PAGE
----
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Skip Navigation LinksJRI > Archive > April-June 2007, Volume 8, Issue 1 > Clinical effects of Foeniculum vulgare extract on primary dysmenorrhea



Volume 8, Issue 1, Number 30 / April-June
(pages 45-51)


Clinical effects of Foeniculum vulgare extract on primary dysmenorrhea




 Corresponding Author
Department of Midwifery, Faculty of Nursing and Midwifery, Shaheed Beheshti University of Medical Sciences, Tehran, Iran

Department of Midwifery, Faculty of Nursing and Midwifery, Shaheed Beheshti University of Medical Sciences, Tehran, Iran

Pharmaceutical Sciences Research Center (PSRC), Shahid Beheshti University of Medical Sciences, Tehran, Iran

Department of Biostatistics, Faculty of Paramedical, Shahid Beheshti University of Medical Sciences, Tehran, Iran


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Abstract
Introduction: Primary dysmenorrhea (PD) is seen in more than 95% of women of childbearing years. PD causes absence from school and workplace and has annually resulted in 600 million work-hours of absenteeism and two billion dollars of financial loss in America. Considering the known side-effects of chemical drugs in the management of primary dysmenorrhea, and the use of Foeniculum vulgare (FV) in traditional medicine practices as an energizing, tranquilizing and anti-spasmodic medicinal herb, this study was done to determine the effects of FV’s extract on the reduction of pain and other systemic symptoms accompanying PD in female students at Shahid Beheshti University in 2005. Materials & Methods: In this double-blind clinical trial, 90 randomly selected subjects diagnosed with PD were studied (46 cases and 44 controls). Five capsules containing 46 mg of Foeniculum vulgare and identical placebos were provided to be taken daily by the case and control groups respectively, during the first three days following the onset of dysmenorrheal pain whenever they needed the medications. Severity of dysmenorrheal and systematic symptoms were assessed and compared before the study and during two consecutive menses with Andersch and Milsoms verbal multidimensional scoring system. The results were analyzed by SPSS (Version 10) through calculations of Friedman test, non-parametric repeated measures, and Mann-Whitney test to compare the two groups. Results: Severity of pain in the treated group with Foeniculum vulgare extract in comparison with the placebo group, showed a significant statistical difference (p<0.001). Despite a reduction in the severity of systemic symptoms in both groups, statistically significant differences were not observed considering systemic symptoms except for fatigue within borderline limits (p=0.058). Conclusion: In accordance to the results of this study, it seems that Foeniculum vulgare extract can be effective in reducing the severity of dysmenorrhea. More research with larger sample sizes and longer periods of time are required to confidently declare the mentioned results.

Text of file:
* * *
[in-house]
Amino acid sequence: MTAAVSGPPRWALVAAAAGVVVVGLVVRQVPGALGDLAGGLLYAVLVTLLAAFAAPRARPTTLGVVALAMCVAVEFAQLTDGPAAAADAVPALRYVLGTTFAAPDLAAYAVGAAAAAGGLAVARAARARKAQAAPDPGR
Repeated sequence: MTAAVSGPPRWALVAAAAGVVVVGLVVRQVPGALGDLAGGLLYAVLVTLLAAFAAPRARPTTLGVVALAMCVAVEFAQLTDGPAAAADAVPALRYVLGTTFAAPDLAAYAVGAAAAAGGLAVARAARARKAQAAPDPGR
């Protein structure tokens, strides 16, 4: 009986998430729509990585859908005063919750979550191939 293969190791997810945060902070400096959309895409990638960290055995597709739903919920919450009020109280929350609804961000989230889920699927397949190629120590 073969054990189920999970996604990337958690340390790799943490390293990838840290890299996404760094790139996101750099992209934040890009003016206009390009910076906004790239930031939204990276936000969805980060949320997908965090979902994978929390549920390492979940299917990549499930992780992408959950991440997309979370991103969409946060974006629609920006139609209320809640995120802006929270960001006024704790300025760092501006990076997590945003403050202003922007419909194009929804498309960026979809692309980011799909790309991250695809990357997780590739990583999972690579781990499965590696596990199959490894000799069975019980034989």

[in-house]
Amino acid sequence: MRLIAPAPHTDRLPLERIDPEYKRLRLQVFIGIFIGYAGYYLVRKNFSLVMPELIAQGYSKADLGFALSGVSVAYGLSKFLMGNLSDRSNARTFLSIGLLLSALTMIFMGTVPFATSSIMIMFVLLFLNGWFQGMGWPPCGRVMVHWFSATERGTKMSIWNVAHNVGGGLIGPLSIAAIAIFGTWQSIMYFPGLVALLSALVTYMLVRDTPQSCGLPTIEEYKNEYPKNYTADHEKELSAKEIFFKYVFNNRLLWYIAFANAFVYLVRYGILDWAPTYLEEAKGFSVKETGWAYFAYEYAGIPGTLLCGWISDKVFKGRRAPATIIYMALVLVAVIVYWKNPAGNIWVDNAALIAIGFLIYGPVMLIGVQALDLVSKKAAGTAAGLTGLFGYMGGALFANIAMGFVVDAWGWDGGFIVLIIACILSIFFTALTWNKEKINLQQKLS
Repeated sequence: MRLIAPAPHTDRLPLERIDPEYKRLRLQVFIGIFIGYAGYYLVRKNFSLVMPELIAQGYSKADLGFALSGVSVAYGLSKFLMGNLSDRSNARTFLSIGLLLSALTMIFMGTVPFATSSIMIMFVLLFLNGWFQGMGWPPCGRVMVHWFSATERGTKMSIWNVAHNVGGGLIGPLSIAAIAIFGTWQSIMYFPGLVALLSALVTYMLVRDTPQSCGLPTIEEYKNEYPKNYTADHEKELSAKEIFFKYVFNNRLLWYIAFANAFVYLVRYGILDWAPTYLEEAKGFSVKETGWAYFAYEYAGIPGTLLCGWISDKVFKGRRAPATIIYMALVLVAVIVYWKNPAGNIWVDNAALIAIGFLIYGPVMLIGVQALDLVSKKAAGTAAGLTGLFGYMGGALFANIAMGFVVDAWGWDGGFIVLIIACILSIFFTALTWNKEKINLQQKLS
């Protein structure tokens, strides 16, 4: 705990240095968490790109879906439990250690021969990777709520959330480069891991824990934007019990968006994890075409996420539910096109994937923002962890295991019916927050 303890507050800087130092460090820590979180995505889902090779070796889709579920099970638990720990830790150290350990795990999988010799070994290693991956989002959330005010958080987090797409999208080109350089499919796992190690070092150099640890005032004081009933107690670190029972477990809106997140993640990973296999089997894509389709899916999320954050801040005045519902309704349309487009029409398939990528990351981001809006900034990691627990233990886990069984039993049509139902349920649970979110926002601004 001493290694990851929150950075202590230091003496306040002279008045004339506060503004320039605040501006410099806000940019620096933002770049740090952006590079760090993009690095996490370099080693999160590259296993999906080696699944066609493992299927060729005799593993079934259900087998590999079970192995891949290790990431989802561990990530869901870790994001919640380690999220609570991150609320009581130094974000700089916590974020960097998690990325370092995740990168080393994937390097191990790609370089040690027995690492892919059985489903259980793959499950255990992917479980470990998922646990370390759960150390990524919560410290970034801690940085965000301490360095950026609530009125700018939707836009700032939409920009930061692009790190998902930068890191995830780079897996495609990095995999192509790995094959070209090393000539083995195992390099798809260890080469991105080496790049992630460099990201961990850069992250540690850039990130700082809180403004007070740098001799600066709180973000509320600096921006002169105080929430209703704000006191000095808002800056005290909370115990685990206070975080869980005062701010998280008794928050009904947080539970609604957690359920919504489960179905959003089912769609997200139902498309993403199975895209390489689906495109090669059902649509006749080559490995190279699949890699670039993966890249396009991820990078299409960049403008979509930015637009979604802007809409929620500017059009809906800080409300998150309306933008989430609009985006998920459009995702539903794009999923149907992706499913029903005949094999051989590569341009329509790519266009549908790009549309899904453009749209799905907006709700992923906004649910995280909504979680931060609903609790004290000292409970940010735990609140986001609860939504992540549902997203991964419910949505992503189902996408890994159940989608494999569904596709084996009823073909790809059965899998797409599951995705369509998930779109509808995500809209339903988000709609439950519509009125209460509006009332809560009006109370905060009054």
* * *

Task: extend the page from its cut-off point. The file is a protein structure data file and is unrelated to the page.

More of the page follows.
Keywords: Primary dysmenorrhea, Foeniculum vulgare, Systemic symptoms, Pain, Medicinal herb, Puberty, Menstruation


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